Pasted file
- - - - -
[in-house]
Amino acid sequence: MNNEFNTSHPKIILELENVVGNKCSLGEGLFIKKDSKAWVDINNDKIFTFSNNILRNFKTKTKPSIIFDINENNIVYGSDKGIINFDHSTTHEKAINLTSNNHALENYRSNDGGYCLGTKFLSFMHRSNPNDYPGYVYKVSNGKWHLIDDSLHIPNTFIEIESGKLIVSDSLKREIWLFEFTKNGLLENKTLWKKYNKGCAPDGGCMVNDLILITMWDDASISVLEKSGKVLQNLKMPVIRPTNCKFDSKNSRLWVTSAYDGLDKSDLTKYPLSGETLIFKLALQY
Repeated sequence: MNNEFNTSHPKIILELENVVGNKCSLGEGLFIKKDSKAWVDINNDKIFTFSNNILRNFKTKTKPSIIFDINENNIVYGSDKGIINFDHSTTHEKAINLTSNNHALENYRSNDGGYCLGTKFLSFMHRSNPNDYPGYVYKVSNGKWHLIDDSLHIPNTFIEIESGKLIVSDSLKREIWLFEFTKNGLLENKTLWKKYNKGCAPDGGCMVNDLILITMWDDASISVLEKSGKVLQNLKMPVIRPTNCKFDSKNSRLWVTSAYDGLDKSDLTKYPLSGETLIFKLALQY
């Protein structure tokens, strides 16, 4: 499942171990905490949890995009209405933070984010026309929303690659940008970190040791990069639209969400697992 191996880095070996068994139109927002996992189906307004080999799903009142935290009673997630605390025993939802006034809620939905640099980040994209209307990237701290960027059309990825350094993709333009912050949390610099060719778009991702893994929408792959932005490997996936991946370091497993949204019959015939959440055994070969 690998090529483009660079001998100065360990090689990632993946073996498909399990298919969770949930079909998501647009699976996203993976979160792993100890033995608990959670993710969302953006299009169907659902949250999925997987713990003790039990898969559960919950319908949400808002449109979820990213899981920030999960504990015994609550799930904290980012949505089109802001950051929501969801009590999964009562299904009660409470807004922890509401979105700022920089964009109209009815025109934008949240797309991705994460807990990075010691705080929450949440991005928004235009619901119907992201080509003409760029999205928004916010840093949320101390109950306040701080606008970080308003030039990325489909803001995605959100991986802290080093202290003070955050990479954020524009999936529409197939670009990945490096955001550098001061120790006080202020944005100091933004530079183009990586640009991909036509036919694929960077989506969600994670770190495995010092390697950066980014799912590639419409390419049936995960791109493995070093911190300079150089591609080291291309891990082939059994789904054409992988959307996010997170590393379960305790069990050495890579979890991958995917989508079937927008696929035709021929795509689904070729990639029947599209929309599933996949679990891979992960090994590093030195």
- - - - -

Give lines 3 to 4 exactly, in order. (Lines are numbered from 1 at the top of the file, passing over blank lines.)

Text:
Repeated sequence: MNNEFNTSHPKIILELENVVGNKCSLGEGLFIKKDSKAWVDINNDKIFTFSNNILRNFKTKTKPSIIFDINENNIVYGSDKGIINFDHSTTHEKAINLTSNNHALENYRSNDGGYCLGTKFLSFMHRSNPNDYPGYVYKVSNGKWHLIDDSLHIPNTFIEIESGKLIVSDSLKREIWLFEFTKNGLLENKTLWKKYNKGCAPDGGCMVNDLILITMWDDASISVLEKSGKVLQNLKMPVIRPTNCKFDSKNSRLWVTSAYDGLDKSDLTKYPLSGETLIFKLALQY
């Protein structure tokens, strides 16, 4: 499942171990905490949890995009209405933070984010026309929303690659940008970190040791990069639209969400697992 191996880095070996068994139109927002996992189906307004080999799903009142935290009673997630605390025993939802006034809620939905640099980040994209209307990237701290960027059309990825350094993709333009912050949390610099060719778009991702893994929408792959932005490997996936991946370091497993949204019959015939959440055994070969 690998090529483009660079001998100065360990090689990632993946073996498909399990298919969770949930079909998501647009699976996203993976979160792993100890033995608990959670993710969302953006299009169907659902949250999925997987713990003790039990898969559960919950319908949400808002449109979820990213899981920030999960504990015994609550799930904290980012949505089109802001950051929501969801009590999964009562299904009660409470807004922890509401979105700022920089964009109209009815025109934008949240797309991705994460807990990075010691705080929450949440991005928004235009619901119907992201080509003409760029999205928004916010840093949320101390109950306040701080606008970080308003030039990325489909803001995605959100991986802290080093202290003070955050990479954020524009999936529409197939670009990945490096955001550098001061120790006080202020944005100091933004530079183009990586640009991909036509036919694929960077989506969600994670770190495995010092390697950066980014799912590639419409390419049936995960791109493995070093911190300079150089591609080291291309891990082939059994789904054409992988959307996010997170590393379960305790069990050495890579979890991958995917989508079937927008696929035709021929795509689904070729990639029947599209929309599933996949679990891979992960090994590093030195």